That morning came, and instead of following through on my promise, I started playing the irrational game in my head again. OK, I rationalized that if she does have cancer, there’s no way that the universe would allow two people with cervical cancer in the same social circle. The world just doesn’t work like that. I mean, there was only one Miranda in Sex in The City. Then I thought if she didn’t have cancer, well, then there’s no need for me to go either. She didn’t have cancer. That was two years ago.

If I’m being honest with myself and my vagina, if I unpack all the feelings of anxiety and shame associated with my genital region, it isn’t society, movies, or school health classes that keep me from seeing the doctor; it is the fear of regret. At thirty, my friends and I are being faced with important adult decisions about careers, life partners, money, and starting families. When I look back on a highlight reel of my roaring twenties, all I see is the time I’ve wasted. And how my life, my career, and my relationships could have been better if I did it all differently.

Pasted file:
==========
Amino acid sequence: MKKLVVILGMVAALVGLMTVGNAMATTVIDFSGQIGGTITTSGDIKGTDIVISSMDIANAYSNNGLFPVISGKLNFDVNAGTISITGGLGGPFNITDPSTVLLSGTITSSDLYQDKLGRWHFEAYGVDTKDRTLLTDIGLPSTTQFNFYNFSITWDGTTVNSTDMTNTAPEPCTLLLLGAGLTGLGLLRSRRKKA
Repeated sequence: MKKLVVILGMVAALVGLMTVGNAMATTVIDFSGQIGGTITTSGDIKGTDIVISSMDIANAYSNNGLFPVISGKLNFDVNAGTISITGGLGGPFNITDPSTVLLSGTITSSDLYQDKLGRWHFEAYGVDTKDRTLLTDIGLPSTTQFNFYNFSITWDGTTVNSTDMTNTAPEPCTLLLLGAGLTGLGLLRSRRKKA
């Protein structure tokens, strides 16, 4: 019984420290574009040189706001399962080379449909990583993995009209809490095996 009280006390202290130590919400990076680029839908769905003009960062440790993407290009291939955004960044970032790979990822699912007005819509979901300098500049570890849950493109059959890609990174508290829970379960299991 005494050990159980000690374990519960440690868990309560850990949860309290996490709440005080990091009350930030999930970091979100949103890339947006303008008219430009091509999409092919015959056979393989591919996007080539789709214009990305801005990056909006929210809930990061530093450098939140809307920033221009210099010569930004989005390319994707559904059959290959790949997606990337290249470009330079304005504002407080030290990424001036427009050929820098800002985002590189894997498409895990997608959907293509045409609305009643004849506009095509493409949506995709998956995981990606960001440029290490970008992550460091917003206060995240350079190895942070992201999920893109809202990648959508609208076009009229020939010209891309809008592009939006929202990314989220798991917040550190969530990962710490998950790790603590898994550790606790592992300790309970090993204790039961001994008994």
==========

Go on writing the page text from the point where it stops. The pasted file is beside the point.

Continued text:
At this age, I have to put to rest the fantasy that I will be a twenty-something prodigy and that my reckless behavior is actually romantic. The most reckless behavior of all is not seeing the doctor. I’m terrified he or she will find a carnival of disease living inside me, complete with a one-eyed whiskered carney running the herpes tilt-o-whirl. If I avoid the doctor as I have been, I ultimately avoid coming to terms with aging and the things I didn’t accomplish because of my poor choices.

I recently confessed to a co-worker that I had never been to a gynecologist, and I was terrified that I could have cancer. It was the first time I said this out loud, and I immediately became flush with shame. She didn’t judge me or embarrass me like I thought she would. She smiled and said she understood. She gave me the number of her gynecologist and assured me that the doctor was very gentle. She said to trust her and that she would go with me if I wanted. I have the post-it sitting on my desk, and I’m mustering up the courage to make an appointment.